Q:

What happens if you do not get enough vitamin D?

A:

According to WebMD, vitamin D deficiency is traditionally known to cause rickets, but a myriad of other health conditions have also been associated with low levels of vitamin D in the blood, including bone and muscle pain and weakness, cardiovascular disease, asthma and cancer. Vitamin D, commonly referred to as the sunshine vitamin, helps the body use calcium and is essential for strong bones and immunity.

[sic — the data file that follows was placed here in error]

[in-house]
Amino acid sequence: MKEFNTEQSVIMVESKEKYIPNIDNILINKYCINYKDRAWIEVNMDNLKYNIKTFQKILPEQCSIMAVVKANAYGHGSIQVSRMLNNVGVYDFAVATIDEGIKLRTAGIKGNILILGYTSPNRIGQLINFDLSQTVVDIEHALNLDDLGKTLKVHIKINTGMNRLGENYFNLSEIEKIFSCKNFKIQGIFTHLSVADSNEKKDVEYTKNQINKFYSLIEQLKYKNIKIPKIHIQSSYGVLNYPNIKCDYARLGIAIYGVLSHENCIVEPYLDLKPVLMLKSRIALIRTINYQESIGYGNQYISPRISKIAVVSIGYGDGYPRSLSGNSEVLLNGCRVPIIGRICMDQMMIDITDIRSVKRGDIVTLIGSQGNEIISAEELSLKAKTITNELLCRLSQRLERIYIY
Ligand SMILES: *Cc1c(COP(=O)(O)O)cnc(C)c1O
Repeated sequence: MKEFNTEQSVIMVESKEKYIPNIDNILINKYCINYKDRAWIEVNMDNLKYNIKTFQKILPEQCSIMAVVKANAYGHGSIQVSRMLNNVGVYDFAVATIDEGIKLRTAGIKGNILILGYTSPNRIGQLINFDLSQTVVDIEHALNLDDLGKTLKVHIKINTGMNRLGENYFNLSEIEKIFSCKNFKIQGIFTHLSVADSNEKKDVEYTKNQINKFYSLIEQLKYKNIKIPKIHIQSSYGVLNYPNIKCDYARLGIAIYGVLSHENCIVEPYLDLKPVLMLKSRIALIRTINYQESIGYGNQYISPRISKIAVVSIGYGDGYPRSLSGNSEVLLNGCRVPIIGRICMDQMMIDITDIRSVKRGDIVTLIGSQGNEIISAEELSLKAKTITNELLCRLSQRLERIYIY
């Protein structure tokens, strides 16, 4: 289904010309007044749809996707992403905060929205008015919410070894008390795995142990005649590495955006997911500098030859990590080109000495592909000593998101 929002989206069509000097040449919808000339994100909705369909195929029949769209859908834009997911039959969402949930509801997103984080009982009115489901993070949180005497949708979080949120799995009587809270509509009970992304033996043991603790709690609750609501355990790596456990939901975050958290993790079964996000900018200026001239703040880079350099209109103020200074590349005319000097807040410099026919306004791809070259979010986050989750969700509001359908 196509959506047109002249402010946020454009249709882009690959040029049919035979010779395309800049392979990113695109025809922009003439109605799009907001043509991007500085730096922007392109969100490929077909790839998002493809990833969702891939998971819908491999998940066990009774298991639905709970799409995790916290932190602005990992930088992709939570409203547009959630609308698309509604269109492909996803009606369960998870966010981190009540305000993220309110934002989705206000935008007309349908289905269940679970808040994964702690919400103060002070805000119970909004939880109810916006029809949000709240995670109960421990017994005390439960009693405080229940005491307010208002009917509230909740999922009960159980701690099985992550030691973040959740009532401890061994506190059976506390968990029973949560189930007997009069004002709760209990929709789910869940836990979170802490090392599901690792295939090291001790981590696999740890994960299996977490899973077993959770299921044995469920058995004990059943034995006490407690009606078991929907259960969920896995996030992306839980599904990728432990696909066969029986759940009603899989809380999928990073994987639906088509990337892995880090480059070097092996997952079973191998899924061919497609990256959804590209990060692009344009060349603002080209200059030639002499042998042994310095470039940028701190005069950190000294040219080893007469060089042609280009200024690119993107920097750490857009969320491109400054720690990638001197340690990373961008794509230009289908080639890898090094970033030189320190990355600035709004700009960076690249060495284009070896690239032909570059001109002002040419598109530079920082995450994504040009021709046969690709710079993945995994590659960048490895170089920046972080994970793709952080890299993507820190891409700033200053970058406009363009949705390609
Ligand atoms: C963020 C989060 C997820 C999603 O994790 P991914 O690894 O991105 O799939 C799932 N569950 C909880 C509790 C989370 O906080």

As pointed out by Medicine Net, an adequate amount of vitamin D in the body can help prevent osteoporosis; lower blood pressure; reduce inflammation; prevent cavities and other dental problems; reduce the risk of allergies in children; and decrease the likelihood of developing type 2 diabetes, multiple sclerosis and autoimmune diseases. Medicine Net states that symptoms of vitamin D deficiency range from subtle to nonexistent, and the only way to confirm a deficiency is through a simple blood test available at a doctor's office. According to WebMD, vitamin D is most commonly available through supplementation, dietary changes and spending time in the sun. Medicine Net notes that fortified foods such as milk, and naturally occurring vitamin D-rich foods such as fish, eggs and liver, are the most common sources of vitamin D in the diet.


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